CINCINNATI -- For 125 years, during the weeks before Christmas, the Salvation Army has collected cash and change in kettles set up at retail outlets, kettles watched over by people ringing bells.
It’s a familiar sign of the holiday season. It’s also the single biggest fundraiser of the year for the Alexandria, Virginia-based nonprofit and its local subsidiary, the Salvation Army Southwest Ohio-Northeast Kentucky Division.
Through Tuesday, though, the local division had collected $509,000 at its 101 kettles and was asking for a Christmas miracle to meet its goal of $800,000.
It’s the first Christmas season in several years that giving at the kettles has declined year over year, said Maj. Larry Ashcraft, commander of the local division. Giving had been in the neighborhood of $750,000 for the past few years, he said, and it had increased every year. This year’s goal would cover about 12 percent of the division’s operational budget of $6.5 million.
Ashcraft said he didn’t know why giving was down this year.
Maj. Robert Klenk, who commands the Salvation Army’s community center in College Hill and 24 kettle locations in northwest Cincinnati, suggested that unseasonably warm weather might be part of the problem.
“I’m not sure people feel like it’s Christmas yet,” he said last week.
The Salvation Army’s mission is to “preach the gospel of Jesus Christ and to meet human needs in His name without discrimination.” According to its annual report, for the year ended Sept. 30, 2014, the local division had revenue of $11.5 million, including $5 million in contributions, $1.8 million from sale of goods and $1 million from grants. It spent $12.9 million – $11.2 million on programs and services – making an operating deficit of $1.4 million. Services included emergency shelter, housing for senior citizens, emergency disaster services and Christmas help for needy families.
Nationally, kettle collections peaked in 2012 at about $148 million, said Lt. Col. Ron Busroe, the national secretary for community relations and development, who oversees the kettle program nationally. Collections fell in 2013, mainly due to a longer 2012 giving season because of an early Thanksgiving, he said. The kettles are normally set up the day after Thanksgiving and taken down on Christmas Eve.
This year, through Dec. 18, collections were down about 2.7 percent nationwide from last year and about 11.5 percent for the northeast region, which includes the Cincinnati division, Busroe said.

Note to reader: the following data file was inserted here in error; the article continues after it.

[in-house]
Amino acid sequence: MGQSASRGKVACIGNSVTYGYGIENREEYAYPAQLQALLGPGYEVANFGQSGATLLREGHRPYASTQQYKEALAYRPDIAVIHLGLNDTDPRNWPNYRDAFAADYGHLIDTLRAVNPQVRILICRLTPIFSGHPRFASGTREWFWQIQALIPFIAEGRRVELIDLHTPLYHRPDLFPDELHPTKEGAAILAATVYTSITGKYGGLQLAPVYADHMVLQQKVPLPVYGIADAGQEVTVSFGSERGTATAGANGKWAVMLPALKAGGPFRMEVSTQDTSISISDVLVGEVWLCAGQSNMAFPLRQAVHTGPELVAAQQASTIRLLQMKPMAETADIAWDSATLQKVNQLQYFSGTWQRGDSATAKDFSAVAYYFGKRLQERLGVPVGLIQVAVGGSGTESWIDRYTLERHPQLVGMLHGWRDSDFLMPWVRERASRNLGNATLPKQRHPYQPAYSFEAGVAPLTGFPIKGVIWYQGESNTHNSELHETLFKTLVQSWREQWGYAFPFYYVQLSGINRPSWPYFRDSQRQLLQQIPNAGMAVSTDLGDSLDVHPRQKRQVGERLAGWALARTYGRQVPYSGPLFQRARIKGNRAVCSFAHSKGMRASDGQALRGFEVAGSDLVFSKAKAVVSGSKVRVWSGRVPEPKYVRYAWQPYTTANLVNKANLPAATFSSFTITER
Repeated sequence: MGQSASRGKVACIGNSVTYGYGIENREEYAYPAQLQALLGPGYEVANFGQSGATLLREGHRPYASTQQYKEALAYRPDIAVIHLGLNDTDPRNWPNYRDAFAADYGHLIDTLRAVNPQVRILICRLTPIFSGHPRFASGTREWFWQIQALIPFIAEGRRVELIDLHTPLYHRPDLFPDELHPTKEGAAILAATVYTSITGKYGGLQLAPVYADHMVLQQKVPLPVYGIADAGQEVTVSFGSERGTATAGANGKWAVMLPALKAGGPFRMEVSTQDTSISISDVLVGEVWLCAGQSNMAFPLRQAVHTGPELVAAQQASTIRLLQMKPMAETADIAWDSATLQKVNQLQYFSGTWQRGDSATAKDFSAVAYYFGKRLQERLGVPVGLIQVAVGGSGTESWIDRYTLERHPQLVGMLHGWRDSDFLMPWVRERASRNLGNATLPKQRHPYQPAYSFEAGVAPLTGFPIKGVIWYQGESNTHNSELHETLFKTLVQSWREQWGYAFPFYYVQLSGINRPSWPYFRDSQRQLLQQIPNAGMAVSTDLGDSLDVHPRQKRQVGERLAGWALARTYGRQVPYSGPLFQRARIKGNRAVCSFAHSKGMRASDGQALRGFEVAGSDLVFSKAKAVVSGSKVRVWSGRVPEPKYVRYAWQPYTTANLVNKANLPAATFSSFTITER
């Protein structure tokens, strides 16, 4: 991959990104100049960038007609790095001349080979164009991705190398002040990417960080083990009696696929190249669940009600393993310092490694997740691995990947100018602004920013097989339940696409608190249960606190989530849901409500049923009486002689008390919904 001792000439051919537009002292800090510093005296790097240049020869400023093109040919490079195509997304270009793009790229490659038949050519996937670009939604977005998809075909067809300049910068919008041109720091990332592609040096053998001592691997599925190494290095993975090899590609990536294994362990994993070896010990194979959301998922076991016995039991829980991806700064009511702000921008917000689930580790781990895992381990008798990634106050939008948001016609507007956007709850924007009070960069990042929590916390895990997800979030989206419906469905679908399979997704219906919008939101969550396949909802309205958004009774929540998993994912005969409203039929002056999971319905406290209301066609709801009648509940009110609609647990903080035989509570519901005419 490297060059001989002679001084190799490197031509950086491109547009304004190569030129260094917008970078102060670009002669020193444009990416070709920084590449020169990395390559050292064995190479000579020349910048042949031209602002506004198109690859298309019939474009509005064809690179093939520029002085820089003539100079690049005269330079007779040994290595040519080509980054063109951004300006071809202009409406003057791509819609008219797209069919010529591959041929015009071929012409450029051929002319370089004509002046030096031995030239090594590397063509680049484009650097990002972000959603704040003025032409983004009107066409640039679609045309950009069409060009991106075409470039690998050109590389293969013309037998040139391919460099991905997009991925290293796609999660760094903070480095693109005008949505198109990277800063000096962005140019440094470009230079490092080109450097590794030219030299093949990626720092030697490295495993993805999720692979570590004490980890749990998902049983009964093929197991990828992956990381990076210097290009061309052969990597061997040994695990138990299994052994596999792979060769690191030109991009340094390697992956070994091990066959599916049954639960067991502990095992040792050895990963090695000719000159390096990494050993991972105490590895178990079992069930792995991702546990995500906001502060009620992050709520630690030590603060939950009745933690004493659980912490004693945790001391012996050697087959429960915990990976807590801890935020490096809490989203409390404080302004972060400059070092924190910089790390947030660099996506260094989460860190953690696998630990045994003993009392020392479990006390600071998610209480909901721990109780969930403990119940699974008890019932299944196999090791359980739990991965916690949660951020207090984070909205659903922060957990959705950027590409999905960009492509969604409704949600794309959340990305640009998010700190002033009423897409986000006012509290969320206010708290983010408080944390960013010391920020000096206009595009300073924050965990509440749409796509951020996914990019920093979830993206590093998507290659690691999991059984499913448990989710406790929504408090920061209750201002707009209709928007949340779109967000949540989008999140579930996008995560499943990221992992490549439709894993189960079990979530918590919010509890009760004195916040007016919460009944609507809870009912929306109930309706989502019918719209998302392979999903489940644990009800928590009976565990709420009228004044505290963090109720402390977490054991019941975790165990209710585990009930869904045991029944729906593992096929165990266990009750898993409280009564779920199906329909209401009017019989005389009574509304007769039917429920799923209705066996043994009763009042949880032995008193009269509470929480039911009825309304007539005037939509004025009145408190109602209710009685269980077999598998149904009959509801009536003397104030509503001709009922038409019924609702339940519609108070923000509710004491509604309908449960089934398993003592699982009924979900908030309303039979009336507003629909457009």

Two consumer-driven trends are working against kettle program, Busroe said. First, fewer people use cash to make purchases, which means they don’t carry cash or change. Second, during the past three years, foot traffic to retail outlets has declined, which is a problem because many kettles are set up outside stores such as Cincinnati-based Macy’s.
“People are making fewer trips to the mall and Wal-Mart,” Busroe said. The fewer trips they make, the fewer times they donate.
“I’m not sure there are as many people shopping at stores as there were years before,” Klenk said. “We live in a busy society now. Many people will go out of their way to support us, but we also have to be visible.”
There’s not much it can do about the second trend, Busroe said, but Salvation Army leadership has worked to combat the first by experimenting with electronic ways to contribute, such as online or by text message. He hopes that, as soon as next Christmas season, some kettles will have codes that will enable a $5 contribution with a simple tap from the contributor’s cell phone.
Online giving has begun to pick up, Busroe said, with double-digit increases in the last two months of the year for the past several years. (Those unable to donate at a kettle may do so online at www.onlineredkettle.org.) However, online giving still lags kettle giving. This year, he expects online contributions to total $30 million to $35 million, about 20 percent of kettle giving.
However contributions are made in the future, the Salvation Army is likely to keep trotting out the kettles every year. Aside from their value as revenue producers, they’re also a great marketing tool.
“I really do believe that the Salvation Army kettle is such a symbol of helping people that we will always have the kettle,” Klenk said. “I think it will always be out there as a symbol of what the Salvation Army is doing for God and the community.”
Top 9 donation sites
The top locations for donations to the Salvation Army’s Christmas Kettle Campaign in 2014, with highest donation sites first. The Salvation Army declined to release the amount collected at each location:
- Forest Hills Kroger, 7580 Beechmont Ave., Anderson Township
- Mason Kroger, 5100 Terra Firma Drive, Mason
- Mount Washington Kroger, 2120 Beechmont Ave., Mount Wasington
- Western Hills Kroger, 6165 Glenway Ave., Westwood
- Amelia Kroger, 262 W. Main St., Amelia
- Dent Kroger, 5830 Harrison Road, Green Township
- Hyde Park Kroger, 3760 Paxton Ave., Oakley
- Eastgate Wal-Mart, 4370 Eastgate Square Drive, Union Tonwship
- Loveland Kroger, 6388 Branch Hill-Guinea Pike, Miami Township
Source: Salvation Army Southwest Ohio-Northeast Kentucky Division